\/David DeLaney posting thru EarthLink - "It's not the pot that grows the flower
It's not the clock that slows the hour The definition's plain for anyone to see
Love is all it takes to make a family" - R&P. VISUALIZE HAPPYNET VRbeable<BLINK>
my gatekeeper archives are no longer accessible :( / I WUV you in all CAPS! --K.
Kevrob
2020-01-03 04:26:58 UTC
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Post by Lynn McGuire
Post by BCFD36
Post by James Nicoll
Watching Paddington, I am struck by the facts that nobody seems all
that surprised by a talking bear, and that Mr. Brown's immediate
reaction to seeing Paddington in Paddinton is that the bear must
be selling something. Are speaking animals a known phenomenon in
this setting?
We bought a Paddington Bear in Paddington Station. Typical tourists.
Probably Made in China.
Not "Darkest Peru?"

There's one species left in Peru.

https://blogs.scientificamerican.com/extinction-countdown/the-real-paddington-bear-cute-unique-and-endangered/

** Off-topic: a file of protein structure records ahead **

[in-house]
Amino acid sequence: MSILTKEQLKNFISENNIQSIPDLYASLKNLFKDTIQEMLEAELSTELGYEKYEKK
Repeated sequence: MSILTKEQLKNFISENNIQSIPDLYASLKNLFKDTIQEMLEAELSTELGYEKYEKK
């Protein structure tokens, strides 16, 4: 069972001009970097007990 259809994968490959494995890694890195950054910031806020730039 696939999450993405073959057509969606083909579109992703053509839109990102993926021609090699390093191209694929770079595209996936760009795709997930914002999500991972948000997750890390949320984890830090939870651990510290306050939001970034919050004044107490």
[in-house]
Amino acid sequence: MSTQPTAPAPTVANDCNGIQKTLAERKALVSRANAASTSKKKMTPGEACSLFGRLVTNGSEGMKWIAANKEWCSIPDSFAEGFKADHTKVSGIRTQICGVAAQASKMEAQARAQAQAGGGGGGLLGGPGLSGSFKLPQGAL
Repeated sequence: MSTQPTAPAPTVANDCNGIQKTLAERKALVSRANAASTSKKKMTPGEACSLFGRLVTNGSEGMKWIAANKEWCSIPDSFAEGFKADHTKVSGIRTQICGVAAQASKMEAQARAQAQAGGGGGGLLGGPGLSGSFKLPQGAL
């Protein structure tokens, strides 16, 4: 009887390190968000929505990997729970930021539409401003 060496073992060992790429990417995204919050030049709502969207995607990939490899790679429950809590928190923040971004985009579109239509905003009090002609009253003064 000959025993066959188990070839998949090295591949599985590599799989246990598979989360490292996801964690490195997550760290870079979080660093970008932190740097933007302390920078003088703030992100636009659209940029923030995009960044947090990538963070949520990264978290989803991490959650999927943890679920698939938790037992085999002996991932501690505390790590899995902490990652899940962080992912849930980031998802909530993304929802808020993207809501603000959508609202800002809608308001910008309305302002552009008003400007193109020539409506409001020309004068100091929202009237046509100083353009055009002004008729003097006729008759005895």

https://en.wikipedia.org/wiki/Spectacled_bear

Kevin R
Scott Lurndal
2020-01-02 15:42:05 UTC
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Post by Bice
On Wed, 1 Jan 2020 12:07:25 -0800 (PST), Jack Bohn
On Sunday, December 29, 2019 at 12:42:34 PM UTC-6, Ted Nolan <tednolan> wr=
ote:=C2=A0
Which SF stories, books or series have the biggest unresolved premises o=
r=C2=A0
major plot points?=C2=A0
Who / what put up the monolith ?=C2=A0
Hey, come to think of it, who/what sent the Rama ship, and why/whither?
Yeah, you'd think someone would have written a sequel or two to
explain that, but no one did.
I'm sure I must have read them once; I recently re-read Rendezvous with Rama
and found it a well written, taut story with little cruft.

Starting the second one, I quickly ran into terrestrial politics and idiot
reporters and decided it wasn't worth continuing to read.
BCFD36
2019-12-31 08:45:11 UTC
Reply
Permalink
Post by Ted Nolan <tednolan>
Another current thread remarks on a series where the author seems to have
forgotten establishing a murderer at large (and Dorothy invokes Checkov's gun).
In a "Pitch Meeting" video on "Frozen" one character expresses incredulity
that the fact Elsa can create intelligent life ex-nihlio, making her